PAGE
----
Aspen is one of the world’s most famous ski destinations—and one of the most confusing for first-time visitors. Aspen is an attitude and an atmosphere, but also a town, region and one of several ski resorts, so it helps to know just which Aspen you want.
The town of Aspen, like many ski towns in the American West, started out as a mining camp before switching to the pursuit of winter’s white gold, and silver was the element that put it on the map. But while silver is fairly pedestrian as precious metals go, Aspen is anything but, and along the way was transformed into a destination popular with the rich and famous, not as overtly fancy as Deer Valley or Beaver Creek, but tonier than either, and the most urban of its peer group.
Even the grid layout of town bears a passing resemblance to midtown Manhattan, versus the Old West style Main Street with wooden sidewalks found from Telluride to Breckenridge to Park City. Yet, despite its penchant for designer ski suits, furs and chic European eateries, Aspen has a surprisingly rugged side and extremely active year-round population, offering skiing and snowboarding terrain more extreme and extensive than at its highbrow siblings. In short, it can be almost all things to all people if you know where to look—and where to stay.
Mountains & Towns
When most people say they are going to Aspen on a ski trip, they mean the greater Aspen area, or Aspen Snowmass, rather than the town. The family-owned Aspen Skiing Company is comprised of four very distinct mountains spread out over a 10-mile stretch, and Snowmass, the largest of these—by far—is also the furthest from the namesake town. So the first step is deciding where to stay, and this is based largely on your ability, the composition of your group, and whether your priority is skiing or everything else – shopping, nightlife, dining, and energy.
Snowmass is the only mountain here that would be a true destination ski resort on its own and is one of the nation’s largest with nearly 100 trails across more than 3,300 skiable acres served by 21 lifts. Nicknamed “Snowmassive,” it is appreciably bigger than its three sister mountains combined, the only one that offers a true “big mountain” experience. It skews more challenging, with only 6% of its terrain green, and the rest evenly split between intermediate and more difficult to expert. Nonetheless, what beginner terrain it does have is superlative, in a mid-mountain area around Elk Camp that is higher than most beginner offerings elsewhere, with panoramic big mountain views and confidence-boosting separation from overzealous skiers, plus the quality of the ski school makes it a great place to learn.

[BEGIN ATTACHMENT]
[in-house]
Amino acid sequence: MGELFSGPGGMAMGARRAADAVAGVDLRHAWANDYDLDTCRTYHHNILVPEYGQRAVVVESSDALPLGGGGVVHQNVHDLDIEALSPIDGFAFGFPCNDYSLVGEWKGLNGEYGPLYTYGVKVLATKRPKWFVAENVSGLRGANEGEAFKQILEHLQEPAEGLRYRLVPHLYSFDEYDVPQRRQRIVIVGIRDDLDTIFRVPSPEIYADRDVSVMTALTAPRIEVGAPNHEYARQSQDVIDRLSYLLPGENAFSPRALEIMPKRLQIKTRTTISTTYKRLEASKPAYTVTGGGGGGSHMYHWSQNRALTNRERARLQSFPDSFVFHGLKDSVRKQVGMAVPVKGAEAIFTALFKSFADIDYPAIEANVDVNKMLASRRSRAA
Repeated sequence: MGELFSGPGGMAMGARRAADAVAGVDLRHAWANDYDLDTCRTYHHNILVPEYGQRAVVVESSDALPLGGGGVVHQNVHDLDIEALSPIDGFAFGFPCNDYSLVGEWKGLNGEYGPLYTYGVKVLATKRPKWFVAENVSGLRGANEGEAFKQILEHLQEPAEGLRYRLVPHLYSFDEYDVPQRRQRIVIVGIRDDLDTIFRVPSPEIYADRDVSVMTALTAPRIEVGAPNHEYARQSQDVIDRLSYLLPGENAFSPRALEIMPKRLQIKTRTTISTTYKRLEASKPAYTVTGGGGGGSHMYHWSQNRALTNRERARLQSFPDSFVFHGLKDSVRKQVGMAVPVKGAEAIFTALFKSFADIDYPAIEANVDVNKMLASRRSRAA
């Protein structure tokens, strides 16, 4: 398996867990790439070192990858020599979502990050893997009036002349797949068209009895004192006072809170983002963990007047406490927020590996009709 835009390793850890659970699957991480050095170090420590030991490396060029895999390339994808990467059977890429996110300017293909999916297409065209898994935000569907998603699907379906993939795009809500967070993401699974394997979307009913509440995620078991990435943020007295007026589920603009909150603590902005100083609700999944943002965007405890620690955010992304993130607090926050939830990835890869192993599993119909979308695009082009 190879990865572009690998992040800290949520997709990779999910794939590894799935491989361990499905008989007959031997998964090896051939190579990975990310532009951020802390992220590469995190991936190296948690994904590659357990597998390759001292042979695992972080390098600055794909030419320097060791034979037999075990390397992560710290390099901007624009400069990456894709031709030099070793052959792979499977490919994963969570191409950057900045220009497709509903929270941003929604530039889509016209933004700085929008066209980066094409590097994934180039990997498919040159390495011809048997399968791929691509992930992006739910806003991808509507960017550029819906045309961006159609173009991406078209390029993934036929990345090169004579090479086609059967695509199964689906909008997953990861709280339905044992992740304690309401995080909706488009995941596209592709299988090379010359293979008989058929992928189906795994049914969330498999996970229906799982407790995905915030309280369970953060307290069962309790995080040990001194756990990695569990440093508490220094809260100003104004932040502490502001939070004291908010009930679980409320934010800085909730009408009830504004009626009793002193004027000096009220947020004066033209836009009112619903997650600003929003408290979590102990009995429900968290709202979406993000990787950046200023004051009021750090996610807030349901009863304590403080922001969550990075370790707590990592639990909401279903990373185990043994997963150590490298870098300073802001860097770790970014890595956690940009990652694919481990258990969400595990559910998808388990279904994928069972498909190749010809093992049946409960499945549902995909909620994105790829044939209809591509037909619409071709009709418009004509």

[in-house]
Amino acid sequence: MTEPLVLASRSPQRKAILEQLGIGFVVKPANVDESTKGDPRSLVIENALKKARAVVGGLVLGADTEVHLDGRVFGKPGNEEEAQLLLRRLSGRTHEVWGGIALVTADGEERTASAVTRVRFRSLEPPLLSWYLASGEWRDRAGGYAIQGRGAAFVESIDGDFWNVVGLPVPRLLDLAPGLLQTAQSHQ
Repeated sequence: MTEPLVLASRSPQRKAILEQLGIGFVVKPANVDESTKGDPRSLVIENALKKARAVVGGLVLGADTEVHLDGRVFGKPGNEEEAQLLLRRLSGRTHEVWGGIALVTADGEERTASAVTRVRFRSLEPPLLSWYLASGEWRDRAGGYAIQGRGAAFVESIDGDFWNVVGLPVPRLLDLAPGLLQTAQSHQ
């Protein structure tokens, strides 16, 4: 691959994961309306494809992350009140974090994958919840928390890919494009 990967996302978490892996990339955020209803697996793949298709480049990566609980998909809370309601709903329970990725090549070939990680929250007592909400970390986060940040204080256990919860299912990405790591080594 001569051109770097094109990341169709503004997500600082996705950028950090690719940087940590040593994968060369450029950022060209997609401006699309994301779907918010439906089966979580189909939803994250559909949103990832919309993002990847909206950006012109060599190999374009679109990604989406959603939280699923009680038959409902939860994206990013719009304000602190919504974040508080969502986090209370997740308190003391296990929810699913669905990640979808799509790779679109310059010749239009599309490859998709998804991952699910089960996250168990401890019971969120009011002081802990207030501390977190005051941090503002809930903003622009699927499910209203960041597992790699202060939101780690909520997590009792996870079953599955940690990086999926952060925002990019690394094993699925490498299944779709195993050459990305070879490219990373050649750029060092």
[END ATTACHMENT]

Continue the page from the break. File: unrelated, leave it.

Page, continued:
Intermediates have vast offerings to explore, and in general, it is one of the least crowded mountains, with low skier per acre density. Experts love the easy access to the kind of terrain that normally requires hiking or side country gates. The Hanging Valley area has the region’s steepest runs, a rugged bowl, the Cirque, and all the double-black cornices, chutes, cliffs, and glades you could want. Snowboarders also love the layout at Snowmass, and finally, it has excellent and multiple terrain parks and a huge superpipe.
Snowmass is a near perfect ski resort, its only drawback being its location, just far enough from the town of Aspen to be inconvenient for more than maybe a single dinner night out or day trip during a ski week. Snowmass village has grown in recent years, shaking its “Slowmass” image with new hotels and restaurants, but it still not a town, and is best for family gatherings and escapism. In this vein, it features skiing’s finest dedicated, supervised children’s facility, the three-story, 25,000 square foot Treehouse. Houses here are larger, less expensive and almost all are ski-in/out (which doesn’t exist in Aspen). Snowmass is the top choice for those who want lots of skiing and lots of relaxation or family time while catering to all abilities.
Aspen itself is far more cosmopolitan and action-packed, ideal for couples and groups without kids who want to do more off the slopes and out of the house. But the marquee in-town mountain Ajax, more commonly called Aspen Mountain, is by far the smallest of the group and tiny by national standards at under 700 skiable acres. Some first timers arriving in Aspen to all the hype are underwhelmed by its namesake peak, but it skis much bigger than it looks, with a lot of vertical rise and steep, challenging terrain. In fact, this is the bigger surprise to many newcomers—this is the only major resort in the country with no beginner skiing, zero green terrain, a shock to the less skilled or those with kids.
The good news is that so many people staying in town don’t like to ski ungroomed terrain that it is awesome on powder days. Aspen Mountain is for intermediates and above, but that does not mean those learning to ski must forego town; staying here also gets you much easier access to the other two mountains, Aspen Highlands, and Buttermilk. Both are three miles away with very easy and user-friendly free shuttle buses (which also serve Snowmass). Both are day areas, with some food and shopping but no lodging or villages.
Buttermilk is designed for learning, a mainly beginner and intermediate mountain that is one of the finest places in the entire country to learn how to ski or snowboard, and the reason many people choose it. Conversely, Aspen Highlands is the locals’ favorite and known for its expert terrain, and the relatively short (under 30 minutes) hike to ski famed Highlands Bowl is a rite of passage for Aspen visitors. But like Aspen Mountain, Highlands has no green terrain and less than a quarter is intermediate, with 67% devoted to black and double black, including extensive new glade areas. For advanced skiers, it is fantastic, with more than 100 trails packed into just over 1,000-skiable acres, for lots of skiing and little wasted time.